University of Cambridge > > The Cultures of Climate Change > The Climate Crunch: Ethics, Ecology and the End of Civilisation

The Climate Crunch: Ethics, Ecology and the End of Civilisation

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Greenhouse gas emissions from the last one hundred years of fossil-fueled industrial capitalism will result in significant warming of the planet by the middle of the present century. Despite attempts by the UK government and other nations to reduce their domestic gas emissions, present international legal regulation of greenhouse gas emissions is not working because it relies on dubious market mechanisms such as carbon emissions trading and pollution permit auctions. The moral case for a new international law regulating fossil fuel supply is very strong. Millions in South Asia and Sub-Saharan Africa are already at risk from the effects of global warming – whether increased flooding or sustained drought and crop failure.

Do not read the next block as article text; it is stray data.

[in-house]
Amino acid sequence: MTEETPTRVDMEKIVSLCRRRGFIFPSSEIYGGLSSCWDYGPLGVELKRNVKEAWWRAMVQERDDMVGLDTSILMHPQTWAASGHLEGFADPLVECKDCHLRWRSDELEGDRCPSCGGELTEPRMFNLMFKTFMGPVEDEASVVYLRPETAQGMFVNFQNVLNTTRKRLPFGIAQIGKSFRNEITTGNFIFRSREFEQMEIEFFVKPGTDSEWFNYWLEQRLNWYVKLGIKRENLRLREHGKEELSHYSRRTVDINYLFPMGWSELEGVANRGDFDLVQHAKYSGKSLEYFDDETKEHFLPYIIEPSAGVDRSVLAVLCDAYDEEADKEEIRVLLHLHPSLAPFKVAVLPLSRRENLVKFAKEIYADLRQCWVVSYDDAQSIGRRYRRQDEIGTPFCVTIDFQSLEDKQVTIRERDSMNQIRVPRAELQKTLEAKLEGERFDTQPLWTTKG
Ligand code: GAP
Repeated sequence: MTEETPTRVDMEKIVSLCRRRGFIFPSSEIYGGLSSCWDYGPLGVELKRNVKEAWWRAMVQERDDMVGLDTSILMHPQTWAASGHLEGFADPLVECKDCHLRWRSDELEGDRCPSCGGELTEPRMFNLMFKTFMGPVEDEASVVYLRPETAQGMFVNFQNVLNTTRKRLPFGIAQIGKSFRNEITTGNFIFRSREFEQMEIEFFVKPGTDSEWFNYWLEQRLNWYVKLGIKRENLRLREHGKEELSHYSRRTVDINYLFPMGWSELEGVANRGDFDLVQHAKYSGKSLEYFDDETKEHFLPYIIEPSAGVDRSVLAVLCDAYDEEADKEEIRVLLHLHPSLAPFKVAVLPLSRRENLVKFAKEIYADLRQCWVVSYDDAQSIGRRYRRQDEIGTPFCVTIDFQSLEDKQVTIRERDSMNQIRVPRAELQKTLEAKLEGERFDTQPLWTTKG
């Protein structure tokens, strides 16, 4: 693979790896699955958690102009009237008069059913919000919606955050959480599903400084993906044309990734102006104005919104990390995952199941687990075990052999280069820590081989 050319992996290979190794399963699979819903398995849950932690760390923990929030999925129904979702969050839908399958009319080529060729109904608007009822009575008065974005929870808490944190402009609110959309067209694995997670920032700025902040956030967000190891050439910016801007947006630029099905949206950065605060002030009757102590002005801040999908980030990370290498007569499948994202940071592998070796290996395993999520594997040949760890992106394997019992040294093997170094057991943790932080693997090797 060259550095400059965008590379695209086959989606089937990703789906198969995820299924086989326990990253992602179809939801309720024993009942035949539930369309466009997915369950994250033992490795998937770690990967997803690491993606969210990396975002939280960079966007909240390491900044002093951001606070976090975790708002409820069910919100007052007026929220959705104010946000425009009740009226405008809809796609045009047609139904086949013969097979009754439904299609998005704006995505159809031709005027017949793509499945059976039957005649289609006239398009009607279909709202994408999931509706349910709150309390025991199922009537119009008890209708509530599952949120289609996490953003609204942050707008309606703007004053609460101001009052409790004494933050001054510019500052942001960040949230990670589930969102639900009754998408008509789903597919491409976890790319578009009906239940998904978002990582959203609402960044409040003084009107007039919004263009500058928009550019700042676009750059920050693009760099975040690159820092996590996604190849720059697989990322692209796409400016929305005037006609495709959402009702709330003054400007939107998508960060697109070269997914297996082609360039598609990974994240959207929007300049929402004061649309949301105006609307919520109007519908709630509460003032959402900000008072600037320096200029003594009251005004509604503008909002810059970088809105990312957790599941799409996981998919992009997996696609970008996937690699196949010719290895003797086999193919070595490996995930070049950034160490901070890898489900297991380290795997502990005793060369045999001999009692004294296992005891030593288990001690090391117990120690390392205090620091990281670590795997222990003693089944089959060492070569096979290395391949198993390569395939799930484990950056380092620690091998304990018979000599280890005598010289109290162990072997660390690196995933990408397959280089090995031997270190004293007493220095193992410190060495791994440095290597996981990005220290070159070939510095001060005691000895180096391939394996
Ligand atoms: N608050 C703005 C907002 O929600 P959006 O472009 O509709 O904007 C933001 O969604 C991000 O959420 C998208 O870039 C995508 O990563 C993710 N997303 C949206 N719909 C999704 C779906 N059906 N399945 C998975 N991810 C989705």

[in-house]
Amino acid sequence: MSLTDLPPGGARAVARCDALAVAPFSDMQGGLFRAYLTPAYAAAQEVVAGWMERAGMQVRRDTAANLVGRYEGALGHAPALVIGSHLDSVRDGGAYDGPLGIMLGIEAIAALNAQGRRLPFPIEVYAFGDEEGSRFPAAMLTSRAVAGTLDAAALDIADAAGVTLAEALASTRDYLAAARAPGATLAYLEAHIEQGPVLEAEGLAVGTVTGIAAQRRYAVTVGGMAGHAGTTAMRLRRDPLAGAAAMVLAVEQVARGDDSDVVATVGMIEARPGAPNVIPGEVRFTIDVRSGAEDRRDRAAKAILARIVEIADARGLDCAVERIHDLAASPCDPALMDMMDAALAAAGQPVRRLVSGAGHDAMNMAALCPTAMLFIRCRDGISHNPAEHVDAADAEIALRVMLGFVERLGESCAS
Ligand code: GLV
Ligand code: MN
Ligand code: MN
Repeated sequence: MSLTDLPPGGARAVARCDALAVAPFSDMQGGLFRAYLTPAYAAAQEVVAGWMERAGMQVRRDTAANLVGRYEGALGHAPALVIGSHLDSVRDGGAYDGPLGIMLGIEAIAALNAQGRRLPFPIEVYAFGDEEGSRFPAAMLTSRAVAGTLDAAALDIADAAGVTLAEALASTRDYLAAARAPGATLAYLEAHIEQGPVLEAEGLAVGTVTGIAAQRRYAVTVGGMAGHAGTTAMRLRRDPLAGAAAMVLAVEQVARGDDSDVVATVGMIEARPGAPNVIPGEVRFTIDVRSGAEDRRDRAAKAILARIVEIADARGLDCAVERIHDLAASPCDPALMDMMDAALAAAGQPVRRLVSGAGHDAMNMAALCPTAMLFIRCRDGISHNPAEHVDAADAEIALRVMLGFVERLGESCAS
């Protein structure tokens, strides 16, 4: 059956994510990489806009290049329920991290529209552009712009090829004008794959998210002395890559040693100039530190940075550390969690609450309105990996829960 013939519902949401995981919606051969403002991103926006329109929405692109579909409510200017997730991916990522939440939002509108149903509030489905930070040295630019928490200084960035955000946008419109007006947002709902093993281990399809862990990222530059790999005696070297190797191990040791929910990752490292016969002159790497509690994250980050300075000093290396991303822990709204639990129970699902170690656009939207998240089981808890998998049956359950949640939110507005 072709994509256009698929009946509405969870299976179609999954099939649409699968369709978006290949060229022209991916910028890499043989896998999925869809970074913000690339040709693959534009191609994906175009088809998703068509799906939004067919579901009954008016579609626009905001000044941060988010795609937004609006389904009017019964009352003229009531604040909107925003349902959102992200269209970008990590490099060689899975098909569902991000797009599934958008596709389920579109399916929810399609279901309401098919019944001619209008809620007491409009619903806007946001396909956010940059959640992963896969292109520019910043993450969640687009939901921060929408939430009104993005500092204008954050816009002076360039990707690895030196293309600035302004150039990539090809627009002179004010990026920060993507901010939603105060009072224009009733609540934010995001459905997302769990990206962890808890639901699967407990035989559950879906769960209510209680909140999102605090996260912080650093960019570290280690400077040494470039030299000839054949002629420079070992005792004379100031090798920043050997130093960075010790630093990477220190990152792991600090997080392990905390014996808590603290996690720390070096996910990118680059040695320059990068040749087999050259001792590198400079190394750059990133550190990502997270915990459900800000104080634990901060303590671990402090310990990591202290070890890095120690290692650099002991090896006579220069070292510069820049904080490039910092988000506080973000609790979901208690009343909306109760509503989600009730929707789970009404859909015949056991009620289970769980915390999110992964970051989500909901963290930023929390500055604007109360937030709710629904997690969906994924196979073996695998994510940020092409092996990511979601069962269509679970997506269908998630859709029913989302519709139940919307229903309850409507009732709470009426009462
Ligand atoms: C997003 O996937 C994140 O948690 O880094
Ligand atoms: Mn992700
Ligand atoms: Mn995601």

Many in the climate justice movement are turning to nonviolent direct action to seek to persuade governments of the immorality of their continued use of fossil fuels. Many others are seeking to commit their households and communities locally to a transition to a low carbon future seeking to exemplify in their own lives the ecological virtues of justice, prudence and thrift. Low carbon gives people back moral responsibility for the energy that fuels their lives and this in turn returns moral agency and political power to citizens and householders. But for it to become a societal movement will involve a dramatic shift from the present debt-fueled growth-oriented economics that has directed government, corporate and consumer activities for the past sixty years. To achieve this will likely require a recovery of a moral and spiritual vision of the nature of life on earth, and of human destiny in a cosmos that people of faith for thousands of years have understood as divinely originated.

This talk is part of the The Cultures of Climate Change series.

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